12/17/2013 09:50 am ET Updated Feb 16, 2014

Bloomberg Is Going to Teach Other Cities What?

One of the downsides of traveling a certain amount is that listening to Americans talking about how America does everything better than everyone else can become almost unendurable.

Public education here is terrible and the health care system still sucks; homelessness, teen pregnancy, drug abuse, gross inequality, and gun violence remain endemic, far worse than in most other developed nations; the political system has completely corrupted itself by changing its campaign finance laws -- and yet, "this is the greatest country on earth," etc., etc., etc.

Now Bloomberg is doing the same thing with New York City. He is so proud of his achievements he is forming an organization to advise other cities on how to do the same thing. But if New York is so happy with Bloomberg, why did it just elect someone who is his polar opposite, a tall lefty?

The truth is that despite pumping his own money into the system, Bloomberg has done a merely adequate job.

This isn't to say it was all bad, it wasn't, and he should get credit for several things. He tried to get New Yorkers to eat better and smoke less, and did a pretty good job of it. He was anti-gun in a nation awash with guns and did his best to stop New Yorkers getting guns and shooting each other with them; but he had little sensitivity to minority feelings and oversight of stop and frisk was third-rate at best. To his credit, he's secular, rational, and pro-science, which is great, but in most of Western Europe these are just the minimum attributes you need to qualify as an adult.

What has he actually done that's original?

Bike lanes and rentable bikes? Paris was decades ahead. Congestion? London does it better. Redeveloping the waterfront? Many cities have done this for the benefit of the general public. Bloomberg gave New York's waterfront to luxury condo developers along with tax incentives, and then spent city money to "beautify" their views. Okay, that's a little unfair, but nothing about his over-development zeal is visionary or original. He's now spending his last days in office ramming through even more tax-incentivized real estate deals so that stopping them will be more difficult for de Blasio.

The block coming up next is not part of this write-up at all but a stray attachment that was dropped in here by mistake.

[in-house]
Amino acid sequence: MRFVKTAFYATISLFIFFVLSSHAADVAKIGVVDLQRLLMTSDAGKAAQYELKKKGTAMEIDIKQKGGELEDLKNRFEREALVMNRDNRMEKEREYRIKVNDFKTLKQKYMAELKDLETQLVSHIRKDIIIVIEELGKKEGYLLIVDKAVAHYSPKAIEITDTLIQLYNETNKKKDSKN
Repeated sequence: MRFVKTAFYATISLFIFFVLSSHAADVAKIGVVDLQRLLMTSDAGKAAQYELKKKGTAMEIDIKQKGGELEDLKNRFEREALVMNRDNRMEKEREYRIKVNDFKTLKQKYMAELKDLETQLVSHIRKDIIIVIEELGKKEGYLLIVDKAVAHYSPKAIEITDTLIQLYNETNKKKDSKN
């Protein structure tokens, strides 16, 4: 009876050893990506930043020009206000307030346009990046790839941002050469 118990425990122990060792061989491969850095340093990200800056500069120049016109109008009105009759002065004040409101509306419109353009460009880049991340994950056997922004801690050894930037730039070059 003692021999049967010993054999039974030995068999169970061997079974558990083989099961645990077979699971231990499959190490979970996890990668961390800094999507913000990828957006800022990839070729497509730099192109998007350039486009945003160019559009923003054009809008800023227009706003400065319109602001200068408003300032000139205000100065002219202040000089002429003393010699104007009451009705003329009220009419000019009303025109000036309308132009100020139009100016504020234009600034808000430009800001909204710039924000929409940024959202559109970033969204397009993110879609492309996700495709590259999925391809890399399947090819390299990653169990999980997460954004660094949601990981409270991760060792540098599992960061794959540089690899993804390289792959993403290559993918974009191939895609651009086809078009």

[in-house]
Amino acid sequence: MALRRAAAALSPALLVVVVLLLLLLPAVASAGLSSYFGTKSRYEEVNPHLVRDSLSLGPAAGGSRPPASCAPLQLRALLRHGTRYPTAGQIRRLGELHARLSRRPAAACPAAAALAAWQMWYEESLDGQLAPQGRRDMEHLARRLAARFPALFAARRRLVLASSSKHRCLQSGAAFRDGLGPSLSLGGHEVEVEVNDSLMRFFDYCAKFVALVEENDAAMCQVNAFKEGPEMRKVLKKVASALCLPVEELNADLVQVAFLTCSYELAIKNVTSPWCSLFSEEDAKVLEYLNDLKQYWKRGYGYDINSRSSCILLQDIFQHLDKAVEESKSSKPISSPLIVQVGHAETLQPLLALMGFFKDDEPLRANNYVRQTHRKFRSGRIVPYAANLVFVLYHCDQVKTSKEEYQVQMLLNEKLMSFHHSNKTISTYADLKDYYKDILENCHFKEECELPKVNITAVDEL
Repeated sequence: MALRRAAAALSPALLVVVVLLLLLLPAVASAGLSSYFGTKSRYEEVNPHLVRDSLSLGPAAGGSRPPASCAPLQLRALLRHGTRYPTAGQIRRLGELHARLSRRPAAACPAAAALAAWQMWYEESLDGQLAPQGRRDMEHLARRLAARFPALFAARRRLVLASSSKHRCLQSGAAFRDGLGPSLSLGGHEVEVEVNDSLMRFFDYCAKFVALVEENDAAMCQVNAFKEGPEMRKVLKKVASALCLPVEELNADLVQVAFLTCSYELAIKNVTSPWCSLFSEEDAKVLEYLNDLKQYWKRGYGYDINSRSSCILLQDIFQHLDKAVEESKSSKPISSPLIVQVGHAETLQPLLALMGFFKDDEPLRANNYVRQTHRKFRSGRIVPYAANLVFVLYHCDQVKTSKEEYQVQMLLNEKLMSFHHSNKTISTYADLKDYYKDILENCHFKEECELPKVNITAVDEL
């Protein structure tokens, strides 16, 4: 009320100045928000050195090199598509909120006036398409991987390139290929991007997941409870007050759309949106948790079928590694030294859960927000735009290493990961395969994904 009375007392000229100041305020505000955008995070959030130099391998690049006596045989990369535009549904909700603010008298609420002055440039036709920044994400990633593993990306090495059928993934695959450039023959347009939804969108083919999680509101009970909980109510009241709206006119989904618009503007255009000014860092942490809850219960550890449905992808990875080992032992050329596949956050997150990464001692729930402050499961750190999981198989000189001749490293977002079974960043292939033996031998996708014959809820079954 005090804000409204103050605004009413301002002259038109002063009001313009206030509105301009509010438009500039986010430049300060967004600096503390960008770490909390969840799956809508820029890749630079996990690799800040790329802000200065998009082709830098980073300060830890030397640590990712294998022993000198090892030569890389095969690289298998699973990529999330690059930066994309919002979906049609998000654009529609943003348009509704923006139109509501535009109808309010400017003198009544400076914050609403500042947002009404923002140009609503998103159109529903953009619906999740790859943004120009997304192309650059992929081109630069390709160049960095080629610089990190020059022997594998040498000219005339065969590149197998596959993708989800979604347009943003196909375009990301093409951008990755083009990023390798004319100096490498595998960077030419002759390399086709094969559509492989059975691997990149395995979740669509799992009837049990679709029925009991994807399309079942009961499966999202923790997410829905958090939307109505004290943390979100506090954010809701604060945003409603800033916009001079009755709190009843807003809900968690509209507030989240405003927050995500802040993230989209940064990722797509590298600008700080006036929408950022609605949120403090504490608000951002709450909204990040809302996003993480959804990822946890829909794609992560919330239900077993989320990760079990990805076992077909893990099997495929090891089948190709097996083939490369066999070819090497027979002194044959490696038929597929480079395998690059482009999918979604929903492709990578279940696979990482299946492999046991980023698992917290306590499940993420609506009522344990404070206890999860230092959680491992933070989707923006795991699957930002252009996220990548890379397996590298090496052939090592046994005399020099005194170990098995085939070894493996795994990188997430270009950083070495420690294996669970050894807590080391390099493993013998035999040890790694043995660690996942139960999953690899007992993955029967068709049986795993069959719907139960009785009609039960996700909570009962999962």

When it come to homelessness and the environment, Bloomberg has little to boast of. Manhattan is the most polluted borough, but all the boroughs suffer to one extent or another and not much has improved. While San Francisco recycles 80 percent of its waste and is aiming for 100 percent, Bloomberg only got New York to about 15 percent, and his "barge it out and burn it elsewhere" plan is so outdated it verges on environmental negligence.

According to the latest census, New York is the most unequal city in America. At one end of the spectrum, at least 50 billionaires live here, but at the other end there are 50,000 homeless people, more than when Bloomberg took office, and 22,000 of them are children.

Bloomberg should put the foundation on hold and take a long reflective vacation -- abroad.

He might be surprised to learn that there are cities where an ordinary working person (a cabbie, for example) can take a piss without having to buy an expensive cup of coffee at Starbucks. Many European cities have had public toilets for over a hundred years. Furthermore, a London cabbie will not only be at peace with his bladder, he'll possess a solid cab and know just about every street in the city. Even the cabs in Rio are better than New York's, which have in many ways gotten worse under Bloomberg.

He might notice that in Paris and London environmentally friendly motorcycles and scooters have dedicated parking areas where you can lock them in place. In New York, as I know from long experience, you have to park by squeezing between two cars and hope you don't get knocked over, or park on the sidewalk and risk a hefty fine. In several European cities there are numerous places to charge electric vehicles -- not so in New York. Women's health and safety, prenatal care, childcare, pre-K, all these are done better in various other cities. These are just a few things I personally have seen in my limited travels, I know there are many more -- and I hope people from other cities will write in and inform us of them.

To continue with this (no doubt unpopular) idea, if I was an incoming mayor of any city in America, including New York, I wouldn't listen to Bloomberg, I'd give $5,000 or $10,000 to 20 bright students and send them off to 20 foreign cities to find out what they do better. Pride often comes before a fall, but research and an open mind are always at the heart of innovation and progress.